Many materials can be used for the hard shell so long as the Shore A hardness is in the range of about 80 to about 90, the material is flexible and tough enough to withstand strikes from a rear hoof without breaking and, for cold weather use, has a low temperature resistance to at least about minus 35 degrees C., most typically to at least about 40-50 degrees C. The material of the hard shell should have a Taber abrasion resistance of about 25+/−5 mg/1000 cycles (H-18 wheel; ASTM D-1044), high tear strength of at least about 50 about N/mm (ASTM D624) more typically at least about 60 and most typically at least about 70 N/mm, high tensile strength of at least about 6.9+/−2 MPa at 100% elongation (ASTM D-412), or at least about 55-60 N/mm to break, and excellent flexural strength of at least about 500% elongation at break, more typically at least about 600% and most typically at least about 650%.

Most typically, the hard shell is made from a polyester type polyurethane elastomer such as BASF's Elastollan® S85A available from BASF of Florham Park, N.J. This latter material has a density of about 1.22 g/cc, a Shore A hardness of about 85 (ASTM D2240), an ultimate tensile strength of about 34 MPa (4930 psi) (ASTM D412), a yield strength at 300% elongation of about 14 MPa (2030 psi), a yield strength at 100% elongation of about 6.9 MPa (1000 psi), an elongation at break of about 690%, a tear strength of about 110 kN/m (628 pli) (ASTM D624), a Taber Abrasion of about 25 mg/1000 cycles (H-18 wheel; ASTM D-1044) and a Tensile Set of about 35% (at break by ASTM D-412).

FIGS. 3-4 show other features of the boots of the present invention and the most typical boot shown in FIG. 2. FIG. 3 shows the exterior of the boot 14. An optional outer covering 22 of the bell portion 16 can be used to cover the exterior surface of the tough, relatively flexible material layer or hard shell 23. This optional covering 22 can be a film or fabric, such as a woven fabric like 2520 denier Oxford Nylon having two coats of polyurethane on one face, the hidden face (see FIG. 5), but many different materials can be used. The purpose of the polyurethane coating on the back of the Oxford Nylon outer covering 22 is to provide a water barrier and to provide some stiffness to the material. The optional outer covering 22 can end at the bottom edge of the hard shell 23 or can wrap under the bottom edge of the hard shell 23 and extend up about 4-13 mm on the inside of the hard shell 23 if desired. When used, the outer material should be flexible, strong and preferably water resistant. Other suitable materials for the outer covering 22 would include any material now used for the covering of horse boots such as leather, woven synthetics including 18 oz. woven polyester, polyethylene, polypropylene, polyurethane, tarp canvas, leather, rubber, etc.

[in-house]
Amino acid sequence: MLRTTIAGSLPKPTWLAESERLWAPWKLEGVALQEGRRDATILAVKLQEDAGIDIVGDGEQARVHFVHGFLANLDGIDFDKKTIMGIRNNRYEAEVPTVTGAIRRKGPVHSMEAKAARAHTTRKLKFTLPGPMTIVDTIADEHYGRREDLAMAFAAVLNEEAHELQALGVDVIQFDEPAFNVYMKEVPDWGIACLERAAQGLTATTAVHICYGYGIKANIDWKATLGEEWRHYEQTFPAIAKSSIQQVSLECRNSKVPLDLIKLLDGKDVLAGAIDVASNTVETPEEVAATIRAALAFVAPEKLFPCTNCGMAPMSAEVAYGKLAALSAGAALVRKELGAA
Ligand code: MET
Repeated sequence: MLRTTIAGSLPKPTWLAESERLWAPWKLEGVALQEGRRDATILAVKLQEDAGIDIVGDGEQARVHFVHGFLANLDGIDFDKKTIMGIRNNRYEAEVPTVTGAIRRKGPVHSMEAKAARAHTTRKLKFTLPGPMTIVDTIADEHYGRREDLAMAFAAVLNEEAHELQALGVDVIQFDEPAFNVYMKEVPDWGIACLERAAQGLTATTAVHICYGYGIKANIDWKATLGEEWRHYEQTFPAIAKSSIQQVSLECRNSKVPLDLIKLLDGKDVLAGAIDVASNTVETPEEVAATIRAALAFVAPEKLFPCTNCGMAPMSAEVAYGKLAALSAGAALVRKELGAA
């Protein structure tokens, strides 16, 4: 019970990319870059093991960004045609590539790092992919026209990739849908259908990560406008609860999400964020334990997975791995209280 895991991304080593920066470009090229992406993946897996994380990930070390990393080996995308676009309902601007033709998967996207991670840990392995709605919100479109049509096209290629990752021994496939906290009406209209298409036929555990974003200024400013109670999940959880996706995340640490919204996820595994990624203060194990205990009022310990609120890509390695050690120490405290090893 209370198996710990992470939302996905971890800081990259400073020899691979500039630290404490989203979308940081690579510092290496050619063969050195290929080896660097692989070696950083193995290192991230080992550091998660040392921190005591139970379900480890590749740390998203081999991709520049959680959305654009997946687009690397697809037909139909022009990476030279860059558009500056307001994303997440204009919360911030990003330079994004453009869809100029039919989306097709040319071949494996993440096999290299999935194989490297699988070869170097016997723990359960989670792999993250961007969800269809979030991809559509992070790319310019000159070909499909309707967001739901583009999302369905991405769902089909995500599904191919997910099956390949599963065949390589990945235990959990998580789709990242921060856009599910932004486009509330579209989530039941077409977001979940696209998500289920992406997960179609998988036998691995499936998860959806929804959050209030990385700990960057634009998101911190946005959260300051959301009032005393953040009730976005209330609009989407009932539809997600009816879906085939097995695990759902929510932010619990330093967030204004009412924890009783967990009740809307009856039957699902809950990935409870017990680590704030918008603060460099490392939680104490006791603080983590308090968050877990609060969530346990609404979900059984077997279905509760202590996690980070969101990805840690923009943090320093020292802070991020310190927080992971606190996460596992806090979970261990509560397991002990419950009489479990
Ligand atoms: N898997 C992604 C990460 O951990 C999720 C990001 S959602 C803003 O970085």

Most typically, the exterior surface of the bell 16 of the boot 14 is the exterior surface of the tough, relatively flexible layer or hard shell 23, but it can also be silk screened to form a decorative pattern thereon. Also, the tough, relatively flexible layer or hard shell 23 can be colored on the surface or throughout the material of the hard shell 23 to present a colorful boot, either alone, or in combination with a pattern on the surface such as a silk screened pattern. The hard shell 23 can be of uniform thickness of about 3 mm to about 8-10 mm, but most typically is thicker in the rear portion 40 of the boot 14 than in other portions (see FIG. 5). For example, the thickness of the hard shell 23 is most typically about 4.5+/−1.5 mm in the lower rear portion 40 of the hard shell where the rear hoof is most likely to strike the boot 14 and tapering to about 2.1+/−0.75 mm at the lower edge of the lower rear portion 40 of the hard shell 23 and tapering to about 1.5+/−0.65 mm in the upper rear portion 41 and the side portions 43,44 of the hard shell 23. The lower rear portion 40 of the hard shell 23 is most typically thicker by about 1 mm to about 10-11 mm than the thinner portions of the hard shell 23 in the upper rear portion 41 and the side portions 43,44.